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I know that when taking data from a form and putting it into a MySQL database that the data should be escaped using mysql_real_escape_string() to prevent SQL injections. My question is a little different.

I am pulling data from a MySQL database and then displaying it on the page, but I am having a problem. Suppose my data looks like this:

This is some test data, and here's a quote. For good measure, here are "some more" quotes.

Now, my php code would something like this:

echo '<input type="text" value="' . $data . '">';

This results in a broken HTML page, because the data has quotes inside it and it's being displayed inside an input tag that encompasses the data with quotes.

See the problem?

What is the best solution for this?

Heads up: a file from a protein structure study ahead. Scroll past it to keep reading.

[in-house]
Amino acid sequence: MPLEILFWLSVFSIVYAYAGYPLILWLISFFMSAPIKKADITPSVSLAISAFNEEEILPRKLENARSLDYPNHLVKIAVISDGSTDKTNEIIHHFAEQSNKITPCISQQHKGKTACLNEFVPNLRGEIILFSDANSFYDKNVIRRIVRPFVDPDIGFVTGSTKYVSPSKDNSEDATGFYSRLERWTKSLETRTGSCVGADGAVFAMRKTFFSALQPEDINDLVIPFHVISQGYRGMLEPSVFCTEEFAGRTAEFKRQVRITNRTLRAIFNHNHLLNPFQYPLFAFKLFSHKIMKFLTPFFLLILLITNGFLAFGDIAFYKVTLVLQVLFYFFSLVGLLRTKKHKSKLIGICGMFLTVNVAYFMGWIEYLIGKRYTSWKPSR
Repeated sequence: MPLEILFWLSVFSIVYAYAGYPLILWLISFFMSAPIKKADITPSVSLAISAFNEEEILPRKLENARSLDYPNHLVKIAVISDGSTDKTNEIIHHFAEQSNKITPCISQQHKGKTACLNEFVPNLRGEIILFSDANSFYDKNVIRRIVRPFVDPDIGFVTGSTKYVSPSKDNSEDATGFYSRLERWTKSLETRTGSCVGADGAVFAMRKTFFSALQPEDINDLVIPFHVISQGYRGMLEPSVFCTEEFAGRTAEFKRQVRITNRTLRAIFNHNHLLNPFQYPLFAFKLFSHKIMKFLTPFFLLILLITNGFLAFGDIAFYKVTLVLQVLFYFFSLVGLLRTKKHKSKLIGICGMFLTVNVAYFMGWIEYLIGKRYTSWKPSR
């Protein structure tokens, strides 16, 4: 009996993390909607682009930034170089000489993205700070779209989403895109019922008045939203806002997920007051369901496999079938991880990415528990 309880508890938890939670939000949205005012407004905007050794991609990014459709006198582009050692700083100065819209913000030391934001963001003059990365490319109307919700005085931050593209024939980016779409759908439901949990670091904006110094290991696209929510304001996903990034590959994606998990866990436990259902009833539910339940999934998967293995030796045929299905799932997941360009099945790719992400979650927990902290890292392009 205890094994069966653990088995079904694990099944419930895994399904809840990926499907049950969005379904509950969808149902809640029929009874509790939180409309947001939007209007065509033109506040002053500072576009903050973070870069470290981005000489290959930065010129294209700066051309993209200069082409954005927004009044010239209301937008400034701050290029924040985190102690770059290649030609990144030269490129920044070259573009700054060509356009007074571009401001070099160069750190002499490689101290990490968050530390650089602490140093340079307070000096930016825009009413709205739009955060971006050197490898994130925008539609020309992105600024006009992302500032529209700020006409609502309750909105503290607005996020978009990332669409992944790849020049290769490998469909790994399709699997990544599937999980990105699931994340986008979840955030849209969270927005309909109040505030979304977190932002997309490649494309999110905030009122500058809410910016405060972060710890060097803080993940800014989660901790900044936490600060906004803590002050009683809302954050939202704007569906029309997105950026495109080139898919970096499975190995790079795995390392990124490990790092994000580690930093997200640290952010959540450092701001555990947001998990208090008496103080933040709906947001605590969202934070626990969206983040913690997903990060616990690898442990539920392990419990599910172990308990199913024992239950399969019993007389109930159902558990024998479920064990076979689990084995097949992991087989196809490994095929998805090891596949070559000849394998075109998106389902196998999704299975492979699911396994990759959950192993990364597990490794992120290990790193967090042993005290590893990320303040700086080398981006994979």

share|improve this question
Use parameters instead :D and so as to not reinvent the wheel: See this most excellent previous SO article… – xQbert May 19 '12 at 18:46
@xQbert -- Can you elaborate? – Nate May 19 '12 at 18:46
See link added to 1st comment; but its possible that Marc B (ready LIKELY) has hit the nail on the head with this specific example. – xQbert May 19 '12 at 18:50
up vote 6 down vote accepted

Just like mysql_real_escape_string() is for SQL operations, on the HTML side of things, it's htmlspecialchars().

share|improve this answer

You need to escape the data for html entities:

echo '<input type="text" value="' . htmlentities($data) . '">';

share|improve this answer

You can try the following:

echo '<input type="text" value="' . stripslashes($data) . '">';

Best if you can separate your php code from your html.

<input type="text" value="<?php echo stripslashes($data);?>">

Thanks :)

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